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Surprising Side Effects of Going Vegan, Expert Says

Here are some unfavorable outcomes that you could experience.
FACT CHECKED BY Kiersten Hickman

The vegan diet is an excellent lifestyle to follow if you have the time and resources to put into it. Because it's a more restrictive diet, you do run the risk of missing out on several key vitamins and minerals. You could also gain weight if you fall into the trap of eating processed, carb-heavy vegan products over non-vegan protein sources like fish and lean meat.

All of this can be avoided if you're equipped with the knowledge—and quite frankly the funds—to properly follow the vegan diet. So you know what to watch out for, here are four negative outcomes that could take place. Also, be sure to catch The 7 Healthiest Foods to Eat Right Now!

1

Greater risk of vitamin B12 deficiency.

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Vitamin B12 is essential for giving you energy, and it even plays a role in DNA and red blood cell generation. The body cannot make this vitamin on its own, which means that it's vital to source it from what you eat. Foods that vegans avoid, such as dairy, fish, and meat, are all rich in vitamin B12. With a few exceptions, most plant-based food don't contain it. As a result, vegans are at high risk of vitamin B12 deficiency, which can cause nerve damage, according to Dr. Niket Sonpal, board-certified gastroenterologist and professor at the Touro College of Osteopathic Medicine.

"A Vitamin B12 deficiency also creates a greater risk of neuritis, inflamed nerves found outside the spinal cord and the brain," he says. "Symptoms of neuritis include but are not limited to muscle weakness, stabbing pain, and in severe cases, paralysis of the affected area."

To ensure optimal health, it's critical for vegans to take a vitamin B12 supplement. Sonpal says our bodies can last between two and four years without external vitamin B12 supplementation before symptoms of nerve damage kick in, such as confusion, difficulty walking, muscle weakness, and tingling in the hands.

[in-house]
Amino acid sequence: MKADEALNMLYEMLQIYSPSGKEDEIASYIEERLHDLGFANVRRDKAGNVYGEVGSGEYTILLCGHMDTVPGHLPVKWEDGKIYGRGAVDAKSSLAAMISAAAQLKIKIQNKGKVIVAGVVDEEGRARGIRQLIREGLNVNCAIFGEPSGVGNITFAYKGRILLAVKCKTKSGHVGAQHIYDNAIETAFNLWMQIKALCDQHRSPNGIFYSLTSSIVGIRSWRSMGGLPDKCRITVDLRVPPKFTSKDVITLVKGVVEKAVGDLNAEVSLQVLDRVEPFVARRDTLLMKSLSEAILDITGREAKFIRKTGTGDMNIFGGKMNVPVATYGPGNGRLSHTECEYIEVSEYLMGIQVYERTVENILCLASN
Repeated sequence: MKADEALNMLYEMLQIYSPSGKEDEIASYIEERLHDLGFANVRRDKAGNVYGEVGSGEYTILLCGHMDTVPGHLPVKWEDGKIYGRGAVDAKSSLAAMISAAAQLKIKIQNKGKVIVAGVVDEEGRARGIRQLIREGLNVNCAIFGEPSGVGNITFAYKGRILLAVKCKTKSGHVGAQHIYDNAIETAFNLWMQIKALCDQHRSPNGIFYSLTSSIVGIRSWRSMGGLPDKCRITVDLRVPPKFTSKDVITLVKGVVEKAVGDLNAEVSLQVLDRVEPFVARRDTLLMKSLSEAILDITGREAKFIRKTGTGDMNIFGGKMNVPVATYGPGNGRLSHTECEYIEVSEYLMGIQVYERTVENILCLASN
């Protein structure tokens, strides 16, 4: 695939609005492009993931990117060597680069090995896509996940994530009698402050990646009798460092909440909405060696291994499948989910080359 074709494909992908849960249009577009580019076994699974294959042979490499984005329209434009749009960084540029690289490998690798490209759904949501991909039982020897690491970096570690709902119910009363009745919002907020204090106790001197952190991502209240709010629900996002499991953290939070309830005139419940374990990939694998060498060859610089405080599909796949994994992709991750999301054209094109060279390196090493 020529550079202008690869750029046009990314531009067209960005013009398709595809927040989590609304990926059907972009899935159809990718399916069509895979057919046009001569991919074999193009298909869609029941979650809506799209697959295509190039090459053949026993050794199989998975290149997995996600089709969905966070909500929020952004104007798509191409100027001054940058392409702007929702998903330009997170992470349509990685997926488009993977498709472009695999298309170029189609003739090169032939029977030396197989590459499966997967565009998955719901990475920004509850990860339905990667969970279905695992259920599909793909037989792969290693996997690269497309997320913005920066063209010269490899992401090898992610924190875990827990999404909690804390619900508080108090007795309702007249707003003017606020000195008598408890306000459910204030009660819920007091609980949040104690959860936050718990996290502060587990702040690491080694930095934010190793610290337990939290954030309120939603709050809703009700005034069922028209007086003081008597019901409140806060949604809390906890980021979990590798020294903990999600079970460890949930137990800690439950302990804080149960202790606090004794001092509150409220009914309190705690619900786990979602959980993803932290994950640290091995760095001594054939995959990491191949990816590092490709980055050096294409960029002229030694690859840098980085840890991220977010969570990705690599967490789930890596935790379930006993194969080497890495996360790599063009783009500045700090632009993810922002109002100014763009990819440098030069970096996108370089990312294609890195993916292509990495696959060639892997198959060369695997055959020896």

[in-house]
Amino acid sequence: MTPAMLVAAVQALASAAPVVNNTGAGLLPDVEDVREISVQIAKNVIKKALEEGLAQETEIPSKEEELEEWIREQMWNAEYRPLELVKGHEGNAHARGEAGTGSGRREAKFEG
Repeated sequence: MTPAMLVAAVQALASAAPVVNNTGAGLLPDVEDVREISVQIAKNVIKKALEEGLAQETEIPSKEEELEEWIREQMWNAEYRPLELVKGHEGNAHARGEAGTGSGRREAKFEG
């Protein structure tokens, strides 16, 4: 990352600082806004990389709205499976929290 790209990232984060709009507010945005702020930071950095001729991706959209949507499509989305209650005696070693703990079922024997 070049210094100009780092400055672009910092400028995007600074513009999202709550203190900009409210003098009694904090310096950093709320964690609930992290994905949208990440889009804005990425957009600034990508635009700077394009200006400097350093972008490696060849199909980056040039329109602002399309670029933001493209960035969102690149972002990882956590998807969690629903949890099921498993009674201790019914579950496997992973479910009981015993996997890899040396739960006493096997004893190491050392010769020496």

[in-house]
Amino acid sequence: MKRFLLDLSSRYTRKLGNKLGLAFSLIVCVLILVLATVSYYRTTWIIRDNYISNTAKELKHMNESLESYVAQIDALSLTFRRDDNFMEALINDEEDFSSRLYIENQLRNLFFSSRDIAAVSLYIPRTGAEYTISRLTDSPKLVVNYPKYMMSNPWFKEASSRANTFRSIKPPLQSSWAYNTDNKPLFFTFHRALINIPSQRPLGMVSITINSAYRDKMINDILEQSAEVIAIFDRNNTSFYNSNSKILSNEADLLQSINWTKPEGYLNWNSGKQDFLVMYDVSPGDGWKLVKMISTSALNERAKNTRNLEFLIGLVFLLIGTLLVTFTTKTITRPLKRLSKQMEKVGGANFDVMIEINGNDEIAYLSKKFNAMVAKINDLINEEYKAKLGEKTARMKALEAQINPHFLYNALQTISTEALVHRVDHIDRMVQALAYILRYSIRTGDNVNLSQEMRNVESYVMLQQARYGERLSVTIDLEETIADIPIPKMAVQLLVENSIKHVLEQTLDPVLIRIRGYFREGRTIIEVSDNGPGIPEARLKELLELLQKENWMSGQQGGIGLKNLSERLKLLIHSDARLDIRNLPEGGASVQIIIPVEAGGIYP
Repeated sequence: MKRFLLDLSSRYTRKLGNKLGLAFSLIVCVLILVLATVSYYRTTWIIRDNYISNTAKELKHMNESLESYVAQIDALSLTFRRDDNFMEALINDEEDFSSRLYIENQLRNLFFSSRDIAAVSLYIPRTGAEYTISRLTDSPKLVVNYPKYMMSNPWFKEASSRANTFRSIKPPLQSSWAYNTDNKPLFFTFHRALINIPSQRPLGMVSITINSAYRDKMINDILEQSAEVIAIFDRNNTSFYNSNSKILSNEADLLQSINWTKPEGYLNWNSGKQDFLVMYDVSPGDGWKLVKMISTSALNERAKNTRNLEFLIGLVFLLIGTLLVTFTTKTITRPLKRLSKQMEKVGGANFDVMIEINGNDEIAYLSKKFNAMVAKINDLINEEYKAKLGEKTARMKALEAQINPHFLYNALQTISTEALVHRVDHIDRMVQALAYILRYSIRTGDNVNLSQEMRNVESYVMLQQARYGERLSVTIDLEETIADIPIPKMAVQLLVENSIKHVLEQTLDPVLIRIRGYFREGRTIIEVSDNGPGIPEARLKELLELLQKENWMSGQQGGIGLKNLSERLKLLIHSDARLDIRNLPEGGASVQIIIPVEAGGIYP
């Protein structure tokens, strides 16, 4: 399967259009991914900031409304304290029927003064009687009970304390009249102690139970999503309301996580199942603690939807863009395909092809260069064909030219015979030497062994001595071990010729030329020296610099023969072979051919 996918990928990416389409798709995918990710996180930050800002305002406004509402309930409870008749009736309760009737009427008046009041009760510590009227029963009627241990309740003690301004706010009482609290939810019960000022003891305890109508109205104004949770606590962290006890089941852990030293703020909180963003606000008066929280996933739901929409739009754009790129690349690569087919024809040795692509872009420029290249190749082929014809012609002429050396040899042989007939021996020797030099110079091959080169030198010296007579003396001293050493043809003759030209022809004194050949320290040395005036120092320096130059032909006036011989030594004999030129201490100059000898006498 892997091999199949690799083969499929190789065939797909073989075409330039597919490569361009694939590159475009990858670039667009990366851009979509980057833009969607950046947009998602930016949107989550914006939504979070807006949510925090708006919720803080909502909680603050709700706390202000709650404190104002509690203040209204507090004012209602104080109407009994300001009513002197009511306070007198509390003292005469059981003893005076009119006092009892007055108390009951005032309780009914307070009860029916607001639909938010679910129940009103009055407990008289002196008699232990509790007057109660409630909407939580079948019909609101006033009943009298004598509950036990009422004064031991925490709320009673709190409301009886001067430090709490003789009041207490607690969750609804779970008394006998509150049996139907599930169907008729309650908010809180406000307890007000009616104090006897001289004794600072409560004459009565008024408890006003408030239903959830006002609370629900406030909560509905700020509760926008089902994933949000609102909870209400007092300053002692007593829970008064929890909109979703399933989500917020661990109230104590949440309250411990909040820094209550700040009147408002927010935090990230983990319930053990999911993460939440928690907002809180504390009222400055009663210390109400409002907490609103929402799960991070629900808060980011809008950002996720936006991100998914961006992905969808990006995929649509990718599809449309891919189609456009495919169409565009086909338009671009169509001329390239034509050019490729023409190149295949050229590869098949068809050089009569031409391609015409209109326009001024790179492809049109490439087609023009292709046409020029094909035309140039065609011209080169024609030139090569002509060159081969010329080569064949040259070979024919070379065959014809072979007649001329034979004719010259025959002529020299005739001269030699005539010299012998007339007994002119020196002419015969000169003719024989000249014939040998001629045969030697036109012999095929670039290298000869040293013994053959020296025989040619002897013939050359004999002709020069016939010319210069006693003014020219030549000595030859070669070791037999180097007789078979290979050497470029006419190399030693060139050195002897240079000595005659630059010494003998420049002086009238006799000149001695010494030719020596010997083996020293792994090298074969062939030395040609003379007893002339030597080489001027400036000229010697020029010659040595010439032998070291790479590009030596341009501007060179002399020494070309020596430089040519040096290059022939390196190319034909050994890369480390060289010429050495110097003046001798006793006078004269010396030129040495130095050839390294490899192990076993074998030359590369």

Now, be sure to check out A Vitamin B Deficiency Might Be the Reason You're Tired All the Time.

2

Increased risk of hormone disruptions.

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Tofu is an excellent plant-based protein to eat, especially as a substitution for red meat. Soy-based food items, such as edamame, tempeh, tofu, and unsweetened soy milk or yogurt are minimally processed, which means they're loaded in vitamins and minerals.

However, Sonpal warns that heavily processed soy-based foods, such as energy bars, protein powders, and sweetened soy milk and yogurt, could potentially cause disrupt hormones in the female body due to their high concentration of isoflavones (a type of plant estrogen, also known as phytoestrogens).

"Phytoestrogens can bind with hormone receptors, similar to the way human estrogen does," he says. "High doses of soy can cause infertility problems because of its strong anti-estrogen effects, but you need to eat a lot of it for this to happen."

In short, as long as you're not consuming more than the recommended amount of soy protein powder in your smoothie on a regular basis, you have nothing to worry about.

3

Higher likelihood of ingesting toxic metals.

Soy foods edamame tofu tempeh
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As Sonpal notes, those who follow a vegan diet consume a greater amount of soy protein than those who identify as vegetarian or omnivore. While soy-based foods are often great for gut health and provide adequate amounts of protein, they could also contain a toxic heavy metal called cadmium.

In fact, one 2011 study found that people who consumed tofu products showed the most "robust association" with cadmium concentration in urine samples in comparison to those who consumed none.

"Cadmium is very toxic to the kidney and can cause kidney disease or cause the bones to become weaker," Sonpal says.

Eating a balance of soy-based foods and other plant-based protein sources like lentils and quinoa will help to keep exposure levels down!

4

Risk of iron deficiency.

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While there's conflicting research on whether or not vegans are at higher risk of iron deficiency than the general population, it's true that several non-vegan friendly foods like eggs, fatty fish, and red meat are rich in iron. That being said, spinach, pumpkin seeds, legumes, and broccoli are also all rich in this mineral. The key is to make sure you're getting enough of these foods in your diet on a regular basis in order to keep your iron levels in check.

Be sure to check out these 6 Signs of an Iron Deficiency You Should Never Ignore to learn more about the symptoms.

Cheyenne Buckingham
Cheyenne Buckingham is the news editor of <Eat This, Not That!, specializing in food and drink coverage, and breaking down the science behind the latest health studies and information. Read more
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